The American Optometric Association agrees that current research proves the old theory wrong. The success rate does drop off as one gets older, but the cut-off at age six is arbitrary. Age should not be a barrier, though the longer the condition has existed the more difficult it becomes to treat.
Treatment varies depending on the extent of the condition, the patients’ age and the optometrist. Small children often have their stronger eye patched for several hours a day. This stimulates the use of the weak eye while they perform exercises such as coloring, cutting things out and tracing.
Vision therapy – usually several hours a week, in the doctor’s office and at home – will often correct the underlying reason for the lazy eye. Very small children can improve in a month or two; older children may take several months to a year to respond.
With adults, treatment is basically the same, but it takes longer. Adults may not wear a patch at all if vision is very poor, or only for an hour or two at home while doing fine tasks such as coloring in the 0’s of a newspaper. Patients do exercises designed to improve focusing, tracking and spatial judgment.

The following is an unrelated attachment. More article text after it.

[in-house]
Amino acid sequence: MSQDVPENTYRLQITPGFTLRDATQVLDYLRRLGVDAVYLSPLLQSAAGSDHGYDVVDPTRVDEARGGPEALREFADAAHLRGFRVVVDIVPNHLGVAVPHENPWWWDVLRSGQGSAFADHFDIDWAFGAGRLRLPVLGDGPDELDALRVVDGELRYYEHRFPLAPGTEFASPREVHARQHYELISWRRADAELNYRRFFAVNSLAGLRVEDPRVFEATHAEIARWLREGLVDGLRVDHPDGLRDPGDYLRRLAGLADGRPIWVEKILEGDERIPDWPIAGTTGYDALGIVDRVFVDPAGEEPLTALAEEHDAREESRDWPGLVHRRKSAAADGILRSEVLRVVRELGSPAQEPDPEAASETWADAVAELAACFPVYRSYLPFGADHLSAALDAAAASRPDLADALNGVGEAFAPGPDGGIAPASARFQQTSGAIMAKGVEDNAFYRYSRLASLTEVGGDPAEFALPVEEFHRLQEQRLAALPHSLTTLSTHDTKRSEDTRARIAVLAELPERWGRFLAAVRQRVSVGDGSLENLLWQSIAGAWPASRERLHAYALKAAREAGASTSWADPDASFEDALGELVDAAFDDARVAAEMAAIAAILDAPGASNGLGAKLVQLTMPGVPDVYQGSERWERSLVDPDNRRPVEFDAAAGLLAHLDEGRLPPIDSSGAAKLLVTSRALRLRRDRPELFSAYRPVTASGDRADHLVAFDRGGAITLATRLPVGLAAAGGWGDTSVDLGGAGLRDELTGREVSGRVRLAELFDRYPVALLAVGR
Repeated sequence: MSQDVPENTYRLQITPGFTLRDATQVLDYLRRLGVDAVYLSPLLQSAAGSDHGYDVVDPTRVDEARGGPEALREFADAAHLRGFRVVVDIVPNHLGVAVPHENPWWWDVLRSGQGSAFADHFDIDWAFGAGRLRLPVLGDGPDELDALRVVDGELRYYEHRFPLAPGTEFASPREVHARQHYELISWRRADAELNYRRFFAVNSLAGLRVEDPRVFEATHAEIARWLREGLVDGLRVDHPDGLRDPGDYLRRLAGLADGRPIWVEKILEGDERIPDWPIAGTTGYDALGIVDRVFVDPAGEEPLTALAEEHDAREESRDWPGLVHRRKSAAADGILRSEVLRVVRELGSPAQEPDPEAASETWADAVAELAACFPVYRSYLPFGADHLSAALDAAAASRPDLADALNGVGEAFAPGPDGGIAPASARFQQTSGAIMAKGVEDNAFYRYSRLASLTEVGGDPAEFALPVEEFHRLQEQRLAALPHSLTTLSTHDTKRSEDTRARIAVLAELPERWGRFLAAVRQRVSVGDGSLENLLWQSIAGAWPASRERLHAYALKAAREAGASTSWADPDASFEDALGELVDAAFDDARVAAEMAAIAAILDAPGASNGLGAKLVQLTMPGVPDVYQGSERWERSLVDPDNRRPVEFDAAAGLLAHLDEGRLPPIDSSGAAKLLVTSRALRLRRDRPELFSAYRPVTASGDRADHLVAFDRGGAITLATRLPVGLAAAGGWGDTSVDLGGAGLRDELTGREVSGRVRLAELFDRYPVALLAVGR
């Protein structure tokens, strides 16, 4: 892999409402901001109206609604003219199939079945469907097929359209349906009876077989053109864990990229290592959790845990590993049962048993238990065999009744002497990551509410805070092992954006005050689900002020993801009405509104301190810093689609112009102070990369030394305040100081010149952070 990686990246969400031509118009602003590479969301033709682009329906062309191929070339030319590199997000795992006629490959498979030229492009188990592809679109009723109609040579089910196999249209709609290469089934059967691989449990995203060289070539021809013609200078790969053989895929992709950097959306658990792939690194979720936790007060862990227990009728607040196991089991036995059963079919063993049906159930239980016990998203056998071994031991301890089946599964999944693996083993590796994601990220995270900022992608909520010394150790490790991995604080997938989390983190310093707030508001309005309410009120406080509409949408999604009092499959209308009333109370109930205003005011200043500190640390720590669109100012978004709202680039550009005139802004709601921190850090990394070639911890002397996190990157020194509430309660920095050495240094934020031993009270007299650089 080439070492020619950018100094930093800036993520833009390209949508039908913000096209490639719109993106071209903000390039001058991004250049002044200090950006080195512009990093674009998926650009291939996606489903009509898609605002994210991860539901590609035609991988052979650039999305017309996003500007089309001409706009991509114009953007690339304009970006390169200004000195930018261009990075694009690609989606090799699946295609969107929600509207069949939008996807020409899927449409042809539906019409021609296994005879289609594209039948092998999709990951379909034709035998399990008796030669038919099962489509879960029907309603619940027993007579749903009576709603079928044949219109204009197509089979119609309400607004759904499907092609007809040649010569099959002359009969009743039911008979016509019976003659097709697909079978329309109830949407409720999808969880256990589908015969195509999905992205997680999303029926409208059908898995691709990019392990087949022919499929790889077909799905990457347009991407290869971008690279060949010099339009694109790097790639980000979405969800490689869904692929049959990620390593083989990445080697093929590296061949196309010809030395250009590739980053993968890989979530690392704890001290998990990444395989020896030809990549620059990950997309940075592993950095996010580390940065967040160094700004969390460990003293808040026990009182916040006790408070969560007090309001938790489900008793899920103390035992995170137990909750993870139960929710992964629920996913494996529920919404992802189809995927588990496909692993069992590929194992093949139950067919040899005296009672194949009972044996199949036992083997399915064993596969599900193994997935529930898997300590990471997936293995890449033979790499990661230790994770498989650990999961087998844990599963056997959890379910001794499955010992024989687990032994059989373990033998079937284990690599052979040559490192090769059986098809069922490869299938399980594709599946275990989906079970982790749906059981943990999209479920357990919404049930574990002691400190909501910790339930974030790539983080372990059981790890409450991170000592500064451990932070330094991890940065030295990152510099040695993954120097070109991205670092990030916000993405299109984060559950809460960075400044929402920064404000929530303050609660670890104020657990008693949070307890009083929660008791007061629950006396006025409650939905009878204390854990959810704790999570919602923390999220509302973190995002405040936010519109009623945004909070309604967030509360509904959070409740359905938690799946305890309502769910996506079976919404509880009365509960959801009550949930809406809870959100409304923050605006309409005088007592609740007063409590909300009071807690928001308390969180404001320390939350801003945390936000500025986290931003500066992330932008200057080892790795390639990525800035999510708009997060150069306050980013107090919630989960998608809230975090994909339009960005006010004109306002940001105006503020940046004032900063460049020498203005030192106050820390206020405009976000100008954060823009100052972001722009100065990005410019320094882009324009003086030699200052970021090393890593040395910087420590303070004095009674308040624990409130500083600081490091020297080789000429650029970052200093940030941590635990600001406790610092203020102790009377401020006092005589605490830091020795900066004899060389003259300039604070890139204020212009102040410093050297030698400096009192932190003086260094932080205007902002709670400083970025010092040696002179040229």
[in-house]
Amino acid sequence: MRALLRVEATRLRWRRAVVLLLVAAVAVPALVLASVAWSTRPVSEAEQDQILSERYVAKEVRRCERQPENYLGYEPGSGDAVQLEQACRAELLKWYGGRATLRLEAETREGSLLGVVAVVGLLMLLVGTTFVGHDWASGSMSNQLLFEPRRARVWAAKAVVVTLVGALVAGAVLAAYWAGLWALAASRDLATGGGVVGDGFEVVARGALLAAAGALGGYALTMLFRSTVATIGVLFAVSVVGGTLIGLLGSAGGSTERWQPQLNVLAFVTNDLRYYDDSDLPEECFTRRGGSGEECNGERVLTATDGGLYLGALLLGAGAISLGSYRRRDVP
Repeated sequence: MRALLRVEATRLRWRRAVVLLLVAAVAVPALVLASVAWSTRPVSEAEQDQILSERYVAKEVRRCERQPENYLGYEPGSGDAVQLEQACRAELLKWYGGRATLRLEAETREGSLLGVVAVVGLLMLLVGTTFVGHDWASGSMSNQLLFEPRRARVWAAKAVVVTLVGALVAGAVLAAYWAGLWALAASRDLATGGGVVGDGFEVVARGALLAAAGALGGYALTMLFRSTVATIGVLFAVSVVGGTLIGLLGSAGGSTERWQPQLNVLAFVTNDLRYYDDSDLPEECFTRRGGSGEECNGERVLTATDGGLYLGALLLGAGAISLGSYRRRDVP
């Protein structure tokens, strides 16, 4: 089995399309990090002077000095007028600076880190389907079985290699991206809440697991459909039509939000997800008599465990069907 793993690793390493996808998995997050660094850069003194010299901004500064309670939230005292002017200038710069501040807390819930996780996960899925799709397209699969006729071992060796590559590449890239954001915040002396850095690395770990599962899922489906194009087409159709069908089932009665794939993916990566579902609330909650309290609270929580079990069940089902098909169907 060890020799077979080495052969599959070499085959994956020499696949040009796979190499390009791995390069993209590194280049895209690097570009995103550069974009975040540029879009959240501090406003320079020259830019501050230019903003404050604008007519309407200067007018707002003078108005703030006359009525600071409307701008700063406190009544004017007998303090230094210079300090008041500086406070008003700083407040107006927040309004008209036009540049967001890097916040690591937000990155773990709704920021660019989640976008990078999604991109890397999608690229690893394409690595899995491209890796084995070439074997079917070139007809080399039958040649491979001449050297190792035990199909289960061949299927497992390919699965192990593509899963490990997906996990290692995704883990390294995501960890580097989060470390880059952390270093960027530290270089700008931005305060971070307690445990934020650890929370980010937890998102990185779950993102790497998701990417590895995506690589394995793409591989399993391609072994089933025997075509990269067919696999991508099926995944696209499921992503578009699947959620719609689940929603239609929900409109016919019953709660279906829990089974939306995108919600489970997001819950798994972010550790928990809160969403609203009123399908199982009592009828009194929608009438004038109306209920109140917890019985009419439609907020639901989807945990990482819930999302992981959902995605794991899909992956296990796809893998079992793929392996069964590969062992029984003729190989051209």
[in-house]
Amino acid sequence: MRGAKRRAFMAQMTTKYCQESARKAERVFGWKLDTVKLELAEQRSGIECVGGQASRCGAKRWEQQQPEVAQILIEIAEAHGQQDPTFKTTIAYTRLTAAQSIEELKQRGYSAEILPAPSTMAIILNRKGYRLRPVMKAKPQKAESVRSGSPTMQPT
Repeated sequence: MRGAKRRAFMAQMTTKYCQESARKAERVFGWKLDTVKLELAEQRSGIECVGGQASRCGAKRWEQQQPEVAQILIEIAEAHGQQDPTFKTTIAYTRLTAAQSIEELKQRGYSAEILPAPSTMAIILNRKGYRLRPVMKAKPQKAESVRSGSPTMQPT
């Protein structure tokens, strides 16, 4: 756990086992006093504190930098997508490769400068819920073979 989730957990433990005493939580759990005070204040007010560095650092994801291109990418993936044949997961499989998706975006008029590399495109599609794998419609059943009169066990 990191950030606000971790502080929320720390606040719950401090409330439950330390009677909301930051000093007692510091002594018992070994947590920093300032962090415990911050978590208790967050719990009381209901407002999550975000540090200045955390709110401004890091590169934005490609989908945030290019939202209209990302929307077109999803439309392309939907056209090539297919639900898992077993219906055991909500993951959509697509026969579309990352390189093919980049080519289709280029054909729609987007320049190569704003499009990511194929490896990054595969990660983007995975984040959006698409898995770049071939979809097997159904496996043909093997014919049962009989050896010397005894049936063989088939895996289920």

Many times after treatment, 50 percent of the older children and adults see as well or almost as well with their lazy eye as with their normal eye, and four out of five of the rest at least show improvement. Results are permanent when both the amblyopia and the underlying problem are corrected. When the latter can’t be treated, patients should continue the exercises on a less-frequent basis and visit their optometrist periodically so that the eye does not weaken again.